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THE KOKUBA FAMILY OF OKINAWA

The Kanji character of 'Koku' translates as "country" and the character for 'Ba' translates as "Place". The character 'Koku' is pronounced as 'Koku' in Okinawa and as 'Kuni' in mainland Japan. The actual written form, in Kanji, is the same.

The Kokuba family traces their ancestry back almost 2,000 years and the charts to prove it are kept at the home of the head of the family, Koshu Kokuba who is the oldest male of the family line. He is also the former superintendent of the Okinawan School System. The family history goes back to Yoshitsune Minamoto who was the younger brother of Japan's first Shogun Minamoto Yoritomo who became Shogun in 1192. The younger brother was considered a threat to Yoritomo because he was a strong warrior. He was exiled from the court and fled south where his descendants eventually wound up in Okinawa. That is part of their family history.

The family was also part of the last royal family of Okinawa, the Sho Shi family. Soke Kuniba and Shojin Nagamine are the only Okinawan martial arts masters who are directly related to the Okinawan royalty. Prior to World War II, there was a Kokuba village near the city of Naha. The family members who live there today can show you where the village was. Today, it is a part of the city of Naha. There is still the Kokuba river which flows through Naha. There was a Kokuba Castle which housed the ancestral swords and relics but it was destroyed by American bombs during the war.

Choki Motobu
(1871 - 1944)

Today, the Kokuba family is the most important family in Okinawa. One cousin was a member of the Japanese Congress, the Diet, for more than 30 years. His name was the same as Soke Kuniba's: Kosho Kokuba and he passed away recently. The family is one of the big Japanese conglomerates like Mitsubishi or Honda. They own over 400 companies and employ over 70,000 people in Okinawa alone. They also have business interests in other parts of Japan. They are involved in many industries, primarily shipping. In Naha, there are several large housing complexes called Kokuba Mansions and also several skyscraper buildings which are called Kokuba Buildings and house their business interests.

Kosei Kokuba
(1900 - 1959)

All males of the Kokuba family have as the first Kanji character of their name the character Ko which means happiness or good fortune. It can be read as Ko or as Yuki. Soke Kuniba was given the name Kosho at birth and that can be pronounced as Yukitaka also. It sometimes causes confusion to Westerners. Kanji characters can be given a Chinese or Japanese reading and it often depends on the context of the sentence as to which way it is read. Some of Soke Kuniba's cousins are called Ko something and some are called Yuki something. To further confuse the issue, they also give children different names as they grow older. As a teenager, Soke Kuniba was called Noboru-chan and his relatives in Okinawa still call him Noboru-chan because he spent many of his teen years there with them.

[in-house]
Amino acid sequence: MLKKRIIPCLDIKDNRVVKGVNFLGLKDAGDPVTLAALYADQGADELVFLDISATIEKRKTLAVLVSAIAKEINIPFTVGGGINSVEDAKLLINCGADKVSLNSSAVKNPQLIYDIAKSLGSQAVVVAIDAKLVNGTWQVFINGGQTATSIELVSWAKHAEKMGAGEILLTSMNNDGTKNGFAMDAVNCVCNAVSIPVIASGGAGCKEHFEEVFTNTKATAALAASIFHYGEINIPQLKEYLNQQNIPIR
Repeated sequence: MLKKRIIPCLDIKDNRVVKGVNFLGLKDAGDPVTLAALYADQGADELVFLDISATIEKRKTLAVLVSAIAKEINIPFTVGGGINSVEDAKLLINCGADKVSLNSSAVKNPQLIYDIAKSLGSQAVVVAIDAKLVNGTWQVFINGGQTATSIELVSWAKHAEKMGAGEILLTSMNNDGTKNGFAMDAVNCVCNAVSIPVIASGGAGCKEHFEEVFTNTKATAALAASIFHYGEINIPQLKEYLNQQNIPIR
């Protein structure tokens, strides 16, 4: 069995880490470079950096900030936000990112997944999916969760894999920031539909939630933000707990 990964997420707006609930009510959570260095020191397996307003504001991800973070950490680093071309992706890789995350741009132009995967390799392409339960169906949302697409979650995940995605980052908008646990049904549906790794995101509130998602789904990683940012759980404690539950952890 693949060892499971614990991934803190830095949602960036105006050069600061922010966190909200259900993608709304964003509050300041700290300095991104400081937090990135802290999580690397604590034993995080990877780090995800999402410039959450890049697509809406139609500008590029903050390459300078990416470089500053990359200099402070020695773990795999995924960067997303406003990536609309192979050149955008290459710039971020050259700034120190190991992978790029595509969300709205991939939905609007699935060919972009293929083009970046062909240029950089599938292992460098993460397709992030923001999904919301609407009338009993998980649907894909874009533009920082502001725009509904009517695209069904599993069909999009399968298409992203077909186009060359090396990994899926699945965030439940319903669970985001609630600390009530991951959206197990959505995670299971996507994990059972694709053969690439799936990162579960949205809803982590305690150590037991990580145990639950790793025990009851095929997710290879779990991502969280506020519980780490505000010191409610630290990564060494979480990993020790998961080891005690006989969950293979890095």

Soke Kuniba's mother's family was also of the samurai class. They are the Furugen family and all males in that side of the family have names that begin with the Kanji for So. Many of them are in real estate and they work together with the Kokuba family. One cousin Sotetsu Furugen was an aide to Shintaro Abe, the former finance minister of Japan who is one of the leading politicians of the Liberal Democratic Party which is Japan's ruling political party.

The founder of Seishin Kai, Kosei Kokuba, the youngest son of a branch of the Okinawan Royal Family, the Sho Shi Family, was born in 1901, in the Kokuba Village or what is now Naha City, Okinawa. As a young boy he began training in the art of Karate with Founder Choki Motobu, a student of Sensei Matsumora of Tomari. In 1924 he left his homeland of Okinawa for the larger islands of Japan. For several years he lived near Tokyo in the mountain village of Fuji-Yoshida-Shi, one of the small town located at the foot of Japan's awe inspiring Mount Fuji.

In 1940 Sensei Kokuba located in Osaka where he opened a business and also began formal teaching of the Okinawan Karate-Do of Founder Motobu. On June 6, 1943, Sensei Kokuba founded the Seishin Kan Dojo. He took the name partly from the kanji for the temple located at the end of the street where he lived, Shotennoji. The character Sho can be read as Sho or Sei and the meaning is "pure". Sensei Kokuba believed that true Karate-Do comes from the heart, so he called his dojo - SEISHIN or "pure heart" Dojo.

During the difficult years of World War II, many of the Okinawan Karate men left their homeland. Most of them came to Osaka and visited the home of their old friend Sensei Kokuba. In return for room and board, these men often taught at the Seishin Kan Dojo and gave private lessons to Sensei Kokuba's young son, Kosho. The Seishin Kan Dojo became a famous meeting place for budo men in Osaka and the training was with the men who are the founders of Karate-Do as it is taught in the world today.

Sensei Kokuba continued to teach in the style of Sensei Motobu and when Motobu died in 1947, Sensei Kokuba became the second Soke or "Family Head" of the Ryu-Kyu Motobu-Ha Karate-Do.

Shogo Kuniba
(1935 - 1992)

Born of the royal family and a samurai, Sensei Kokuba believed in the old traditions for samurai training. He trained his only son, Kosho, in the true samurai tradition. Sensei Kokuba continued to train and teach until he became ill in 1956. After his death in 1959, young Kosho became the third Soke of the Ryu-Kyu Motobu-Ha Karate-Do.

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from the Seishinkai manual by James Herndon

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